Fiona Hyslop, Cabinet Secretary for Culture and External Affairs, today led the debate on a resolution creating an ambitious approach to international development. And as part of the new policy, she announced the creation of a new international development fund, worth £2.5 million to sub-Saharan Africa, in the run up to Glasgow’s Commonwealth Games in 2014. The fund is a partnership with Sport Relief.
And the Culture Secretary committed an independent Scotland to reaching the target of spending 0.7% of wealth on aid as one of the first actions of government. Criticising the UK for taking 42 years to reach the target, she contrasted them with smaller nations like Sweden, which became the first country to meet the target in 1974 and Denmark in meeting it by 1978. “This is the community of nations we aspire to join“, she said, adding that on independence, Scotland would inherit a £900 million share of current UK international development spend.
The resolution sets out how, with the powers of independence Scotland will be a leader in tackling extreme poverty and climate change. On independence, Scotland will not only deliver on this target but will also expand its work on climate justice and further extend work to develop Scotland as a leading contributor as a “hydro nation”, using Scotland’s expertise in water services to increase access to clean water for poor communities around the world.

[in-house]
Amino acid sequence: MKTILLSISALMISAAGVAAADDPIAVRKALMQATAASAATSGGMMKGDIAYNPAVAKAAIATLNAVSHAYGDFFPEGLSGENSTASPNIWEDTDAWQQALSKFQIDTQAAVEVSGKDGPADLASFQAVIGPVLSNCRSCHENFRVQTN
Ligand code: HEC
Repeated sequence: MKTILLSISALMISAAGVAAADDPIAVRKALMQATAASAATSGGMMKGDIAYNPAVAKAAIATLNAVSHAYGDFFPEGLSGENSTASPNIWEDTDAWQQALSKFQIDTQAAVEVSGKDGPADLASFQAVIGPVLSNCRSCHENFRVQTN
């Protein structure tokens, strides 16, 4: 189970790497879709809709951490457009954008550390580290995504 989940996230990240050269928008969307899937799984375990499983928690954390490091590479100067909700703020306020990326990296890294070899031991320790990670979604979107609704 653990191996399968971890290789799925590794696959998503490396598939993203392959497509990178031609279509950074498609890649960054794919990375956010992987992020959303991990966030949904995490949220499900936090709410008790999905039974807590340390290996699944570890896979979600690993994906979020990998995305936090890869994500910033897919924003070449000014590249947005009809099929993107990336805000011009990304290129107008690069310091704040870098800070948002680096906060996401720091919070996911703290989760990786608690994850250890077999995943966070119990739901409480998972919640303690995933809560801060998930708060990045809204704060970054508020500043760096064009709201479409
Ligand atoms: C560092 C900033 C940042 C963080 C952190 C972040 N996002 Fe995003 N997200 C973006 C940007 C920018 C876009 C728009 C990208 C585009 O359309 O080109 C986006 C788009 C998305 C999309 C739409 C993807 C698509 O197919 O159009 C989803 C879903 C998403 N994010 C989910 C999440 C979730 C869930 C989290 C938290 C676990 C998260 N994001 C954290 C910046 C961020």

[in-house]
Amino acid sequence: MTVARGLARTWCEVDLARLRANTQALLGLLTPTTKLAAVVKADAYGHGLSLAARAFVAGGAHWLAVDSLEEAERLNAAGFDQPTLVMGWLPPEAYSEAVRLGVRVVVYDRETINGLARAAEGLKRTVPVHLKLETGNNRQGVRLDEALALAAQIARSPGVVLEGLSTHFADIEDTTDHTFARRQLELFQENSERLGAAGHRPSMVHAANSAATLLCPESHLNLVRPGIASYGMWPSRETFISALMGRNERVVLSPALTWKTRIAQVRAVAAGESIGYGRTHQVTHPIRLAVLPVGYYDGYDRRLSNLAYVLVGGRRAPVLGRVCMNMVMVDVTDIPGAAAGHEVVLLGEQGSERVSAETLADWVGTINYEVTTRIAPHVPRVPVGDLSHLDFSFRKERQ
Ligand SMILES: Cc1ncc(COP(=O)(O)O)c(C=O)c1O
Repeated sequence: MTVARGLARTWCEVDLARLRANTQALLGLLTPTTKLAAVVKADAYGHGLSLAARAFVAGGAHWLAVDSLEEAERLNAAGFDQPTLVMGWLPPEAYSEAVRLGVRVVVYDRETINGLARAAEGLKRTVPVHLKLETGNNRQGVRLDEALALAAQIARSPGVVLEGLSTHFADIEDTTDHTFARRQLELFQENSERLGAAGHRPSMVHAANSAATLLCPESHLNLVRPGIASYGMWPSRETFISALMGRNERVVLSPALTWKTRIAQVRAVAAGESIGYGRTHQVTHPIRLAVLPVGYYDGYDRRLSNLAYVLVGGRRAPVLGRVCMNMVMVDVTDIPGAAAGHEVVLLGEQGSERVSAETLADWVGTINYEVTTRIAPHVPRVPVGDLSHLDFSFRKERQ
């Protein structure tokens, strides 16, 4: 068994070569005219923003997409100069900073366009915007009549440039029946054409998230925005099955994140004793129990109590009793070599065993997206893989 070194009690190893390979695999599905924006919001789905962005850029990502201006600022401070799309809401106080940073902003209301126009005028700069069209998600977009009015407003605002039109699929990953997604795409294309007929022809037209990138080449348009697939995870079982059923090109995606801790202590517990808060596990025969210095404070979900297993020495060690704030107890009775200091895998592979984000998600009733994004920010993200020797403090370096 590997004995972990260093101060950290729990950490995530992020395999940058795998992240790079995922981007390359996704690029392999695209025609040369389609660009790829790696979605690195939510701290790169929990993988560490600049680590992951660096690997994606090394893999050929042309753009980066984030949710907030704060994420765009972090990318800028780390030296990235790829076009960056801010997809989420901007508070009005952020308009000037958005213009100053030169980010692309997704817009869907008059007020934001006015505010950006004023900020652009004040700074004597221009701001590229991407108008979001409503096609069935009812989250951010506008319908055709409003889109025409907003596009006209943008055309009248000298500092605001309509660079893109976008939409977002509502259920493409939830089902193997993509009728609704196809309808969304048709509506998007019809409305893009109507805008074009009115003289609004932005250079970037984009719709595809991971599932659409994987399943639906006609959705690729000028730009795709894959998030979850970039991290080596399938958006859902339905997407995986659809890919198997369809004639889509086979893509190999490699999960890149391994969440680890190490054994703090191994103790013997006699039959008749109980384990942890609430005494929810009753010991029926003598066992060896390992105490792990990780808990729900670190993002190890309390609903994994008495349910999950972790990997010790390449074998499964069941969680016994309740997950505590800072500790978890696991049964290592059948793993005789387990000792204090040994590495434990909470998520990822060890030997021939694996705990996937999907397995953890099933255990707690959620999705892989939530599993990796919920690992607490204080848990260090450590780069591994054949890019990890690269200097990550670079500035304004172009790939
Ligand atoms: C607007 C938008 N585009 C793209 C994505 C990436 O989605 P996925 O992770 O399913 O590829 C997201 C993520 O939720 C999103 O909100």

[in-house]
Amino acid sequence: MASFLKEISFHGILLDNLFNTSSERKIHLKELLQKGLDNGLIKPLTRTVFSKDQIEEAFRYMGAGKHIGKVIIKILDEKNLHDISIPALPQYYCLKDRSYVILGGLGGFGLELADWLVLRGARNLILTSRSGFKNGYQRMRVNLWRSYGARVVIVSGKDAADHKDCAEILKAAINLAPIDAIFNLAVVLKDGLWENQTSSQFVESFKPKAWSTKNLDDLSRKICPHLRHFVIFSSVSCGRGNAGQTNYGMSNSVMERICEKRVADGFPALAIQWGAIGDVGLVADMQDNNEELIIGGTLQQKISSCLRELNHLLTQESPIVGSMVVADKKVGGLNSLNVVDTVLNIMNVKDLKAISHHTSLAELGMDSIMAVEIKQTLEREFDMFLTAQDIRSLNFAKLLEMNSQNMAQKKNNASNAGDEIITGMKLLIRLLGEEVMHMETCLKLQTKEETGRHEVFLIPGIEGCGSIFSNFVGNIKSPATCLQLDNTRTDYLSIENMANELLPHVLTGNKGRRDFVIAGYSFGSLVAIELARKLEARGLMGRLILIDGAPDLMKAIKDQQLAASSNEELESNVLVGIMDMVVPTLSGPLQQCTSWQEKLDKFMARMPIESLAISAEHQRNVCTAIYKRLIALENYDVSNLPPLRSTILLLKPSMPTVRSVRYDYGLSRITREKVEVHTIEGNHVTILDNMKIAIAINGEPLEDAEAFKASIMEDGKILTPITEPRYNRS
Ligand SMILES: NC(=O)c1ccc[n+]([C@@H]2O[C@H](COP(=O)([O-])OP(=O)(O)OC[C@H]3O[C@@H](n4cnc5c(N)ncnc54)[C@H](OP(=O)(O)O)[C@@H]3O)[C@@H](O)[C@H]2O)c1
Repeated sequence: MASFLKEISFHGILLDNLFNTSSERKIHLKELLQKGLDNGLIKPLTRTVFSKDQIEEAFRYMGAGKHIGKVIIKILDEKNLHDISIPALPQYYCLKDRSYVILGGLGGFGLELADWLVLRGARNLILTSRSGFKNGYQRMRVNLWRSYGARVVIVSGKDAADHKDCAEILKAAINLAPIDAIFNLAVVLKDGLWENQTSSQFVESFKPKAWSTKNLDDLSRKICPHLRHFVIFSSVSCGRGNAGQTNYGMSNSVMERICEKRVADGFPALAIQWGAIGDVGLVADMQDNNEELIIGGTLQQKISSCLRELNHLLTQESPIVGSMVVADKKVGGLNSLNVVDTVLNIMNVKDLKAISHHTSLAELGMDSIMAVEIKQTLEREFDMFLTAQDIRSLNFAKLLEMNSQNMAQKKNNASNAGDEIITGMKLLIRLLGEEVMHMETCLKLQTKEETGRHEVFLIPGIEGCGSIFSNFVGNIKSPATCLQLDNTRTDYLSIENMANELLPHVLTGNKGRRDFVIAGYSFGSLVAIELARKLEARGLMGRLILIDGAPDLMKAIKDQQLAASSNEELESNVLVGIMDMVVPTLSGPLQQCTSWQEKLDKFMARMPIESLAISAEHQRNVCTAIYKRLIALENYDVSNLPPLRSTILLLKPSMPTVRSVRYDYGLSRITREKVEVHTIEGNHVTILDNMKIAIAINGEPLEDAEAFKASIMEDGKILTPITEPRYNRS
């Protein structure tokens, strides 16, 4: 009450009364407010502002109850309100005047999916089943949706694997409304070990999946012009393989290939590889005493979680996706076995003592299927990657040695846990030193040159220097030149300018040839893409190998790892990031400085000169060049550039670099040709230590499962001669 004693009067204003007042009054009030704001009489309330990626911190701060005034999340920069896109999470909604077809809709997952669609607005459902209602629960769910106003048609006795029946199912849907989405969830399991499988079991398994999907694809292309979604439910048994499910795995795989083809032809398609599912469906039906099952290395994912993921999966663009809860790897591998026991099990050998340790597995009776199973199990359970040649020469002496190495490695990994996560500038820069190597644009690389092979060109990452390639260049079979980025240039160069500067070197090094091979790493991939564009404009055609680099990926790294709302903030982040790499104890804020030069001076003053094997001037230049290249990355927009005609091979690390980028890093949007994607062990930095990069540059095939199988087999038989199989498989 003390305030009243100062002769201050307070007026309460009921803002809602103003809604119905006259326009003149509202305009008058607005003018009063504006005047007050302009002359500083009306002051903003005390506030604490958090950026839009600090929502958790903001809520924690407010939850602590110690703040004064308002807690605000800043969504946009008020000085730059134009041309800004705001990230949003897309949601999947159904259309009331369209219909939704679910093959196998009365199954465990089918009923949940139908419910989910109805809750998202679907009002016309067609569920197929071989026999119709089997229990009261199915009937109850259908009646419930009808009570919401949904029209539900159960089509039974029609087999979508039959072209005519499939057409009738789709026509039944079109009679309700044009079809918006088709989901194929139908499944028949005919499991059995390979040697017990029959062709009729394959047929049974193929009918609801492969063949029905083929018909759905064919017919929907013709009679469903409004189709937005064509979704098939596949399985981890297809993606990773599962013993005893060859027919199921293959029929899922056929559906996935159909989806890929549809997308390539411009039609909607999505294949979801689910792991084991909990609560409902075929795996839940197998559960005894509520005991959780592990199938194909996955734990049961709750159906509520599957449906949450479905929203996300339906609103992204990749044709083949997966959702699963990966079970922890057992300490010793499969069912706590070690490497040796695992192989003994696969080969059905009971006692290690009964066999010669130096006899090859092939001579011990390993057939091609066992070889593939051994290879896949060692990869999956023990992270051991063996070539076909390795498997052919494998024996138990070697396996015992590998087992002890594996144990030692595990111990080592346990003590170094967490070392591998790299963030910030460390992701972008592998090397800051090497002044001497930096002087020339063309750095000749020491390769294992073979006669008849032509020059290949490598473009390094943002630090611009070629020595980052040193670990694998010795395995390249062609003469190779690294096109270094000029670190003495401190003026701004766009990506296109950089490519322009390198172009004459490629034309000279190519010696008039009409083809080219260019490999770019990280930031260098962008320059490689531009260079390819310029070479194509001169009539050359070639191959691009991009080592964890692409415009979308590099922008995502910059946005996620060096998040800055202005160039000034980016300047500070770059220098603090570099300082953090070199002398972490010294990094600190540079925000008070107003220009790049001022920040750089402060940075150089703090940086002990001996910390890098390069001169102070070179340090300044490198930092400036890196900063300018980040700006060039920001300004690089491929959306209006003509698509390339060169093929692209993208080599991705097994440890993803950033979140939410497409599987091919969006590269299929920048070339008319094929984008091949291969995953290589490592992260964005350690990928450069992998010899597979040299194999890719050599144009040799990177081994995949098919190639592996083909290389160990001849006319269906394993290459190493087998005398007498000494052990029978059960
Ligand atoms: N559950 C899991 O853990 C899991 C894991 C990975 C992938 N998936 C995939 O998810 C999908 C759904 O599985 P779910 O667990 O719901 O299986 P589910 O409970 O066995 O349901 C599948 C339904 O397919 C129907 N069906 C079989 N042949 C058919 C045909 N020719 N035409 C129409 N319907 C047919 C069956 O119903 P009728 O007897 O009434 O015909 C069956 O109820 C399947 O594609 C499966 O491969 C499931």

And at the heart of the resolution are two radical moves. The first pledges independent Scotland to the international implementation of a financial transaction tax to mobilise funds to tackle poverty at home and abroad, and tackle climate change. And the second commits independent Scotland to a policy of “do no harm”. Ms Hyslop said, “Unfortunately all too often the positive effect of aid can be undermined by other activities, In fact, contrary to received wisdom, the higher flow of finance does not go from the developed world to the developing world – but in the opposite direction. According to figures from the OECD and the IMF, the financial flows from the developing world to the developed world are ten times global aid budgets. This comes from debt interest repayments, trade tariffs and trade policies, capital flight, climate change, the brain drain and a range of other impacts.”
This policy of “do no harm” commits Scotland to policy coherence across government on international development, to “end the flow from poor to rich”, ensuring that the positive impact of international development policies are not undermined by other government policies, such as on trade.
In commending the resolution to conference – which passed by acclaim – Ms Hyslop asserted that the resolution tells the world that Scotland is “ready, willing and able to step up to our international responsibilities”.